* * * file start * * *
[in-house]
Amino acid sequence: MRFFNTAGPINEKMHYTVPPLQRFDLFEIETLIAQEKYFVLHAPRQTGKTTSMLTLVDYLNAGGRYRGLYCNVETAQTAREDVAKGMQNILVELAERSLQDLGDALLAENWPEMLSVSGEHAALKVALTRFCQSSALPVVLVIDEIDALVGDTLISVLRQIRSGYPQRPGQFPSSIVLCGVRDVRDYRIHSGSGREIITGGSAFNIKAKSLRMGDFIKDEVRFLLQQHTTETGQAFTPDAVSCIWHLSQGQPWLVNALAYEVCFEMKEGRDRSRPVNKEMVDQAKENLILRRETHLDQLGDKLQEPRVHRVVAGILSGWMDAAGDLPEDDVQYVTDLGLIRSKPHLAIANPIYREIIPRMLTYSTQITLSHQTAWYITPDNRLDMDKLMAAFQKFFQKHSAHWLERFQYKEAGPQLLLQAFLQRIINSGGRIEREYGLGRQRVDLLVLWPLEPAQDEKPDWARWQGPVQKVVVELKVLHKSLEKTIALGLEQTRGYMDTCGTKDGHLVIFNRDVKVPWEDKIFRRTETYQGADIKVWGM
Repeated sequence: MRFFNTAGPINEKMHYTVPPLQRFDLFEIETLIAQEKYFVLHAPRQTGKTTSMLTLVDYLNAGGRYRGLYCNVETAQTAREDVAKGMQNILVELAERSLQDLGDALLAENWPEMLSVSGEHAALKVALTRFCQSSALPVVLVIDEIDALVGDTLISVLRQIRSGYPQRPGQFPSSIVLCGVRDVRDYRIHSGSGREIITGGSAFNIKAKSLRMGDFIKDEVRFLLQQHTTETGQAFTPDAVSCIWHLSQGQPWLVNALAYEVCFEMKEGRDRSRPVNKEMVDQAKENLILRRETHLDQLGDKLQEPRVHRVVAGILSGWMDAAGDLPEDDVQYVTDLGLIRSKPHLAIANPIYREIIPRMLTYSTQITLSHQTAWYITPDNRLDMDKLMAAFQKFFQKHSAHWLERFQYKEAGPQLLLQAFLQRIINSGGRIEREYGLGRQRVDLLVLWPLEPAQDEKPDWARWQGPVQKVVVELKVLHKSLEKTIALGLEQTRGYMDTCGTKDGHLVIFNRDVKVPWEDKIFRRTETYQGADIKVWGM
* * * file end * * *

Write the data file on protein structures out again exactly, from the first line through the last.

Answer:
[in-house]
Amino acid sequence: MRFFNTAGPINEKMHYTVPPLQRFDLFEIETLIAQEKYFVLHAPRQTGKTTSMLTLVDYLNAGGRYRGLYCNVETAQTAREDVAKGMQNILVELAERSLQDLGDALLAENWPEMLSVSGEHAALKVALTRFCQSSALPVVLVIDEIDALVGDTLISVLRQIRSGYPQRPGQFPSSIVLCGVRDVRDYRIHSGSGREIITGGSAFNIKAKSLRMGDFIKDEVRFLLQQHTTETGQAFTPDAVSCIWHLSQGQPWLVNALAYEVCFEMKEGRDRSRPVNKEMVDQAKENLILRRETHLDQLGDKLQEPRVHRVVAGILSGWMDAAGDLPEDDVQYVTDLGLIRSKPHLAIANPIYREIIPRMLTYSTQITLSHQTAWYITPDNRLDMDKLMAAFQKFFQKHSAHWLERFQYKEAGPQLLLQAFLQRIINSGGRIEREYGLGRQRVDLLVLWPLEPAQDEKPDWARWQGPVQKVVVELKVLHKSLEKTIALGLEQTRGYMDTCGTKDGHLVIFNRDVKVPWEDKIFRRTETYQGADIKVWGM
Repeated sequence: MRFFNTAGPINEKMHYTVPPLQRFDLFEIETLIAQEKYFVLHAPRQTGKTTSMLTLVDYLNAGGRYRGLYCNVETAQTAREDVAKGMQNILVELAERSLQDLGDALLAENWPEMLSVSGEHAALKVALTRFCQSSALPVVLVIDEIDALVGDTLISVLRQIRSGYPQRPGQFPSSIVLCGVRDVRDYRIHSGSGREIITGGSAFNIKAKSLRMGDFIKDEVRFLLQQHTTETGQAFTPDAVSCIWHLSQGQPWLVNALAYEVCFEMKEGRDRSRPVNKEMVDQAKENLILRRETHLDQLGDKLQEPRVHRVVAGILSGWMDAAGDLPEDDVQYVTDLGLIRSKPHLAIANPIYREIIPRMLTYSTQITLSHQTAWYITPDNRLDMDKLMAAFQKFFQKHSAHWLERFQYKEAGPQLLLQAFLQRIINSGGRIEREYGLGRQRVDLLVLWPLEPAQDEKPDWARWQGPVQKVVVELKVLHKSLEKTIALGLEQTRGYMDTCGTKDGHLVIFNRDVKVPWEDKIFRRTETYQGADIKVWGM